This is a long-term, hands-on review of the Anson Calder Card Wallet (both versions).
Specifically, I’ll share my thoughts after having used the first and second generation Card Wallet for several years.
If you’re trying to decide whether or not to invest in an Anson Calder wallet, you’re in the right place.
If you don’t have time to read the full review, here’s what you need to know:
- Extremely low profile
- Calfskin ages well
- Can use one-handed
- Luxurious build quality and design
- Color selection is limited
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About Anson Calder
Based in NYC, Anson Calder is named after its founder, Curtis Calder, an investment banker turned leather goods designer.
Curtis loves minimalism, luxury materials and functional design, and you’ll see/feel all of these things when you interact with Anson Calder products.
The brand now makes several different types of wallets, bags and accessories with prices ranging from $60 to over $1,200.
Slim wallets were their first offering, and the Card Wallet is still a flagship product today.
The Card Wallet
Back when Anson Calder first launched, they were laser-focused one thing: making a better slim wallet.
And to be honest, they did just that. I love thin, minimal wallets, and I’ve tried out many different options.
I’ve used two versions of this wallet:
- Card Wallet with Cash Slot
- Card Wallet with Cash Pocket (formerly called the Cash Wallet)
They’re both small, but the
Both are incredibly low profile at just 1/8″ thick, and they carry everything I need:
- Driver’s license
- 1 debit card
- 2 credit cards (work and personal)
- Metro card
- 2-4 bills
There is room for more (up to 12 cards), but I don’t need anything else on a daily basis.
The main difference between these two different versions of the Card Wallet is how they carry cash.
The standard Card Wallet (not shown here) doesn’t have a spot for cash.
The Card Wallet with Cash Slot has a diagonal slot on one side for a couple of bills.
To accommodate this extra space, the Cash Pocket version is slightly bigger, but it’s just as thin and still very small compared to most other minimal wallets.
Each of these wallets is available in a variety of configurations. The default material is French calfskin, although the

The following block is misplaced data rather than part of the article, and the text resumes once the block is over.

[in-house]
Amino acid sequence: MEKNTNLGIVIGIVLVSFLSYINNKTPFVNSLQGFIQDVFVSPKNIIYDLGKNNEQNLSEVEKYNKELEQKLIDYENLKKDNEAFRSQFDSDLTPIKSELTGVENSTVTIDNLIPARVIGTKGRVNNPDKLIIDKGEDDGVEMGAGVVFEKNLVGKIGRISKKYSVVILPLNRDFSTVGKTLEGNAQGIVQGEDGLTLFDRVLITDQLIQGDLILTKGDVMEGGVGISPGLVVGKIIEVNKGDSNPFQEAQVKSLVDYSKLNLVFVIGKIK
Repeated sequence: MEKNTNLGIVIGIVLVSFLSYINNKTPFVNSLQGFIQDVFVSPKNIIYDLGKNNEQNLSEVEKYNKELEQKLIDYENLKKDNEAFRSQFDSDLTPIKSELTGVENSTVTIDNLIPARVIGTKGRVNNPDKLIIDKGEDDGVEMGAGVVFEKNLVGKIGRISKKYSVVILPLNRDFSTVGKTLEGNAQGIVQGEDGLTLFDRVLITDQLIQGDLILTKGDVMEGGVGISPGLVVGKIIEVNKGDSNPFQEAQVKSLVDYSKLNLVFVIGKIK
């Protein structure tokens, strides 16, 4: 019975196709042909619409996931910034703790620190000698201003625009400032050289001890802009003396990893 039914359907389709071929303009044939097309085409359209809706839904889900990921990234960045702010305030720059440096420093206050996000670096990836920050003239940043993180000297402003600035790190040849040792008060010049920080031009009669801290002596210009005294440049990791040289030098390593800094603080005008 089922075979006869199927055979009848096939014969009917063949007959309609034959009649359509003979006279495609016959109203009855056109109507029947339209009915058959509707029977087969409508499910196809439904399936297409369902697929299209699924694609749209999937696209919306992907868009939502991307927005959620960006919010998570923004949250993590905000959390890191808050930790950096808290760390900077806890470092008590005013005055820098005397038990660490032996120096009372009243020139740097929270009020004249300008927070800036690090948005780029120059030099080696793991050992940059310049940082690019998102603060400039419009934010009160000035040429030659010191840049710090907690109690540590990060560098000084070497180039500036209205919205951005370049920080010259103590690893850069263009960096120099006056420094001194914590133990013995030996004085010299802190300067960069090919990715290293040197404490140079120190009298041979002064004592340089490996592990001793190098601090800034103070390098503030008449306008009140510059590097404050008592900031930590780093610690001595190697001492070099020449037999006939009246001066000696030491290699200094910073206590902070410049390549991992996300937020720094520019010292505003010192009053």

I prefer the calfskin version. Just look at that grain!
Whichever material you prefer, you’ll have a variety of colors to choose from. I’ve had the cognac and black French calfskin for several years, and both have aged wonderfully.
I especially like the patina that the cognac leather developed, as the patina on the black leather is less noticeable.
You can also choose to add RFID protection, and you can personalize your wallet with a monogram.
What I Like
Spoiler alert: I love this wallet. This isn’t a paid review, and I’m under no obligation to publish it.
I just love sharing products that have actually improved my life, and the Anson Calder Card Wallet is one of those products.
I’ve tried so many different slim, minimal wallets over the past few years. I get emails every week from new brands who claim that they’ve just created the best wallet of all time.
I always try them out, and I always end up going back to Anson Calder, mostly because it’s just smaller and thinner than anything else that’s come across my desk.
Plus, the design of these wallets allows for one-handed use, which is rare and extremely useful.
I only need one hand to give a bartender my ID (yeah, still get carded sometimes) or hand over my credit card at a store.
Now, these wallets are so thin that I was sure they’d fall apart after a few months, but they’ve aged gracefully, which helps justify the high price tag.
Put simply, I like almost everything about these wallets.
What I Don’t Like
There are two things that I don’t love about the
First, the color selection. I’m not sure why AC offers colors like bright orange and red when they’re missing staples like dark brown and natural calfskin.
I’d love to see a color lineup that’s less saturated and more neutral. Then again, seeing how the brown leather darkened over time, maybe the brighter colors would look better after developing a nice patina.
Second, I’ve found that these wallets stretch to accommodate however many cards you carry, and they don’t unstretch (at least not quickly).
So if you carry three cards in one slot for a month, then you remove one card, the other two will be loose and could fall out, until the leather tightens up again (which will happen, just not immediately).
This happens with all wallets; it’s just the nature of leather. It hasn’t been a problem, but just know that you can’t really “go back” to carrying fewer cards once these wallets stretch out.
Cash Slot vs. Cash Pocket
You can’t go wrong either way, but unless you need to carry more than a couple of bills, I’d go with the
The Cash Pocket is nice to have if you want to carry a few bills and an extra card or two (like your insurance card, subway card, etc.).
With the cash pocket version, you can carry your bills folded in half, as shown above.
Or you can fold them twice for a cleaner look (albeit slightly less convenient).
But if you’re the type of guy who only carries a couple of bills and doesn’t need the extra space, go with the lower profile Cash Slot version.
I think this is the best set up for anyone who doesn’t need much cash. If you never carry any cash, the basic Card Wallet is also a great choice.
Put simply, the Anson Calder Card Wallet is my favorite wallet of all time, and I’m still waiting for a contender to come along and present some real competition.
If you can handle the price tag, I think this wallet is worth every penny.
Do you know of a good Bifold card wallet with Cash Slot
Nice article 👌